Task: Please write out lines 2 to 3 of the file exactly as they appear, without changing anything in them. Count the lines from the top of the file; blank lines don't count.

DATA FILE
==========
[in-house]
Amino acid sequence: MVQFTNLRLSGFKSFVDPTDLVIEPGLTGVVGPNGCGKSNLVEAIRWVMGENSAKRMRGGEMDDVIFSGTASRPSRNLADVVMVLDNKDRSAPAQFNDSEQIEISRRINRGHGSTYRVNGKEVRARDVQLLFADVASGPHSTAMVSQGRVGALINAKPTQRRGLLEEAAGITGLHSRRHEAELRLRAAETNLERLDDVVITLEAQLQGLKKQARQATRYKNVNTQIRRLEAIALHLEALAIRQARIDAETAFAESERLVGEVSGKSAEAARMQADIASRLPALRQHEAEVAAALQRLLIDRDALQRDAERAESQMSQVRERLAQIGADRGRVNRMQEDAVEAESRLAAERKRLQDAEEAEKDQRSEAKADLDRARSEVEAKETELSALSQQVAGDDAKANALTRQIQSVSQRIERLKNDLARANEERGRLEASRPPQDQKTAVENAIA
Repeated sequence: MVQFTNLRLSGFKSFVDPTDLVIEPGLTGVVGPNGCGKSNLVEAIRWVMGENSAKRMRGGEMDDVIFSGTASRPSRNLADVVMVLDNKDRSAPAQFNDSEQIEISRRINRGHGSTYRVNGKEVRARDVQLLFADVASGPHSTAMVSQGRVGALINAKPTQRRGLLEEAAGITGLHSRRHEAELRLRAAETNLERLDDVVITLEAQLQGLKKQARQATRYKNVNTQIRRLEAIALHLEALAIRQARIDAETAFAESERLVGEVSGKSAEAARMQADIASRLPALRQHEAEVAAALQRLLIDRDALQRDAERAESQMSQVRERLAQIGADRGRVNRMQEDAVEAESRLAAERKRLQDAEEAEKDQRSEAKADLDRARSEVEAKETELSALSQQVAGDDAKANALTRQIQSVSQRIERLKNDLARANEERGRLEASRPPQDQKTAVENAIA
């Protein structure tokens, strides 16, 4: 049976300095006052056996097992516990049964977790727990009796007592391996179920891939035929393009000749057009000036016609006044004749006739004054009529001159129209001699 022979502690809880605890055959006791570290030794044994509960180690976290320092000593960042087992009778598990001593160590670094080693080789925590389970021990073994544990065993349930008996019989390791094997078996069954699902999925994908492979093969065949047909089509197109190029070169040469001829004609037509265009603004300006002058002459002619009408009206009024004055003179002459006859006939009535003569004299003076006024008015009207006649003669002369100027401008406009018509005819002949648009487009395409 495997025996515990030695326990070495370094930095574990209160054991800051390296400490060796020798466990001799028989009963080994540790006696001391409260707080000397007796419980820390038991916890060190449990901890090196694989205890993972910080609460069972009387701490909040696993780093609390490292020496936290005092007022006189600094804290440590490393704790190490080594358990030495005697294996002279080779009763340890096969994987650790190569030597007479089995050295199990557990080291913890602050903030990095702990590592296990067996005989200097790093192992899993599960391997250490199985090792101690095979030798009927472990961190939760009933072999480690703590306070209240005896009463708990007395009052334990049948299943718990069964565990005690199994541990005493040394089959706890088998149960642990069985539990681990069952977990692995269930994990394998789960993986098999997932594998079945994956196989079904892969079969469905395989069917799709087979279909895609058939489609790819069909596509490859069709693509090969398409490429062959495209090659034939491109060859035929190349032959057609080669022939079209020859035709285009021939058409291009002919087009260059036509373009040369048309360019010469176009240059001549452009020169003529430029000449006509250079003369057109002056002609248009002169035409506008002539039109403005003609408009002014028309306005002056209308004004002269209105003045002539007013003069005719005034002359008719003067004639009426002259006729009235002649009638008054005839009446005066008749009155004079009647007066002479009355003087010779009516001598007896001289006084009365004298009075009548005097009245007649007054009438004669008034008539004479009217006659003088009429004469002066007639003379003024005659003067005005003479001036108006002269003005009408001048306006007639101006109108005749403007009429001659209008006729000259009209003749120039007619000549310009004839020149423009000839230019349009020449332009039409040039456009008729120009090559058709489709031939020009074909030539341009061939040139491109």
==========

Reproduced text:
Amino acid sequence: MVQFTNLRLSGFKSFVDPTDLVIEPGLTGVVGPNGCGKSNLVEAIRWVMGENSAKRMRGGEMDDVIFSGTASRPSRNLADVVMVLDNKDRSAPAQFNDSEQIEISRRINRGHGSTYRVNGKEVRARDVQLLFADVASGPHSTAMVSQGRVGALINAKPTQRRGLLEEAAGITGLHSRRHEAELRLRAAETNLERLDDVVITLEAQLQGLKKQARQATRYKNVNTQIRRLEAIALHLEALAIRQARIDAETAFAESERLVGEVSGKSAEAARMQADIASRLPALRQHEAEVAAALQRLLIDRDALQRDAERAESQMSQVRERLAQIGADRGRVNRMQEDAVEAESRLAAERKRLQDAEEAEKDQRSEAKADLDRARSEVEAKETELSALSQQVAGDDAKANALTRQIQSVSQRIERLKNDLARANEERGRLEASRPPQDQKTAVENAIA
Repeated sequence: MVQFTNLRLSGFKSFVDPTDLVIEPGLTGVVGPNGCGKSNLVEAIRWVMGENSAKRMRGGEMDDVIFSGTASRPSRNLADVVMVLDNKDRSAPAQFNDSEQIEISRRINRGHGSTYRVNGKEVRARDVQLLFADVASGPHSTAMVSQGRVGALINAKPTQRRGLLEEAAGITGLHSRRHEAELRLRAAETNLERLDDVVITLEAQLQGLKKQARQATRYKNVNTQIRRLEAIALHLEALAIRQARIDAETAFAESERLVGEVSGKSAEAARMQADIASRLPALRQHEAEVAAALQRLLIDRDALQRDAERAESQMSQVRERLAQIGADRGRVNRMQEDAVEAESRLAAERKRLQDAEEAEKDQRSEAKADLDRARSEVEAKETELSALSQQVAGDDAKANALTRQIQSVSQRIERLKNDLARANEERGRLEASRPPQDQKTAVENAIA